The Bay Area is infamous for its political brawls over transportation projects.

Just look at the new Bay Bridge, which won't open for two decades after the 1989 Loma Prieta quake damaged the original span.

But the reconstruction of the Oakland freeway maze, portions of which melted in a fuel truck crash Sunday, seem likely to avoid protracted debate and delays.

In a rare moment of harmony, politicians, transportation leaders and environmental activists who push for transit investment agree the maze needs to be repaired as quickly as humanly possible.

"I wish I could make a statement about global climate change, but given how crucial the maze is to our transportation system, I don't think people will have patience for a debate on reducing our dependence on automobiles right now," said Stuart Cohen with the Bay Area Transportation and Land Use Coalition, an Oakland-based pro-transit, environmental lobbying group. "If we had time, we could talk about adding carpool and bus lanes, but there's no political will to draw this out."

No one is considering relocating or abandoning the maze, either.

Unlike the quake-damaged Embarcadero and Cypress freeways and Bay Bridge, which bogged down for months in contentious hearings, the maze reconstruction seems headed for a speedy political resolution.

Gov. Arnold Schwarzenegger has declared the maze repair an emergency, which means it is exempt from typical environmental regulations that can tack years onto the schedule.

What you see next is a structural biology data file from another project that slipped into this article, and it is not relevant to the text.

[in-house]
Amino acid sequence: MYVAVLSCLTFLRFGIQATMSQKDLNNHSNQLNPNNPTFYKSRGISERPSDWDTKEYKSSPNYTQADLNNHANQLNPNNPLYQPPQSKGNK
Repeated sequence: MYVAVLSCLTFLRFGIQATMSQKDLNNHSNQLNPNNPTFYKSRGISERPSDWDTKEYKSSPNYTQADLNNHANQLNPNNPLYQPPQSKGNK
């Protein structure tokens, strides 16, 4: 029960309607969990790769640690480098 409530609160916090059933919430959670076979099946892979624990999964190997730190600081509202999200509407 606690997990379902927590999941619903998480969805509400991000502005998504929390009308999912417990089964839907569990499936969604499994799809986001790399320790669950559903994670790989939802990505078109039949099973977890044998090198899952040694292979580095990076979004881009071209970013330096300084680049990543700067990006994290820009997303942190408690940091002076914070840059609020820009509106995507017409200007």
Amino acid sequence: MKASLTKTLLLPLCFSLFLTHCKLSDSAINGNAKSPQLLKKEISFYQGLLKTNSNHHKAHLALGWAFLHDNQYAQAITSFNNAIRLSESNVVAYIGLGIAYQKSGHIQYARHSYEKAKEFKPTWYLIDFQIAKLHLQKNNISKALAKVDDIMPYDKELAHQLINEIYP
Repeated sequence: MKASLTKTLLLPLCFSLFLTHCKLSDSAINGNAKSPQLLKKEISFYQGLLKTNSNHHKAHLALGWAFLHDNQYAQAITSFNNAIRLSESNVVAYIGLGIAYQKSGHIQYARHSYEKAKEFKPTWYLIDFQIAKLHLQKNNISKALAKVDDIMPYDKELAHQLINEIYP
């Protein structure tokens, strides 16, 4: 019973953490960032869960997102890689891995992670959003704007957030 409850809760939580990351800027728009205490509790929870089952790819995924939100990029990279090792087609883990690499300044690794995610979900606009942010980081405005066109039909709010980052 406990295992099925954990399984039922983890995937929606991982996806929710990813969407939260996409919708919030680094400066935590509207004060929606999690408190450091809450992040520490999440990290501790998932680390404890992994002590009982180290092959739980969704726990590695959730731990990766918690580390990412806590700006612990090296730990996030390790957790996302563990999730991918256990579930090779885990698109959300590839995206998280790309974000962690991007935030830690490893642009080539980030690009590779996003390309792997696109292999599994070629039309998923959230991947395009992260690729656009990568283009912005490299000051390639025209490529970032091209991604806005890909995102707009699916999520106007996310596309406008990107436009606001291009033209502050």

Congressional, state and local politicians such as U.S. Sen. Barbara Boxer flocked to the site Sunday and Monday, where some timed their appearances for the 11 p.m. news.

Reps. Ellen Tauscher,

D-Alamo, and Barbara Lee,

D-Oakland, have pledged to push for repair dollars. The work may qualify for federal emergency relief funds.

"There's a big movement by everybody to get this done and get it done fast," said California Transportation Commission Chairman Jim Ghielmetti, owner of Pleasanton-based Signature Properties. "If someone tried to get in the way or wanted to stop it, the political pressure would come to bear on that group or individual."

Instead, Ghielmetti said, the hurdles will be on the ground, such as the availability of steel.

But the continued harmonious political atmosphere could hinge on Caltrans' performance. Metropolitan Transportation Commission spokesman Randy Rentschler, whose Bay Area agency hasn't always heaped praise on Caltrans, is optimistic about the outcome.

"This project plays directly to Caltrans' strengths," Rentschler said. "Caltrans is very serious about its mission, and this is a project where they can focus and get it done."

Caltrans often earns homage for repairing within two years Los Angeles area freeways damaged in the 1994 Northridge quake.

Lisa Vorderbrueggen covers politics. Reach her at (925) 945-4773, lvorderbrueggen@cctimes.com or http://www.cctextra.com/blogs/politicsblog/.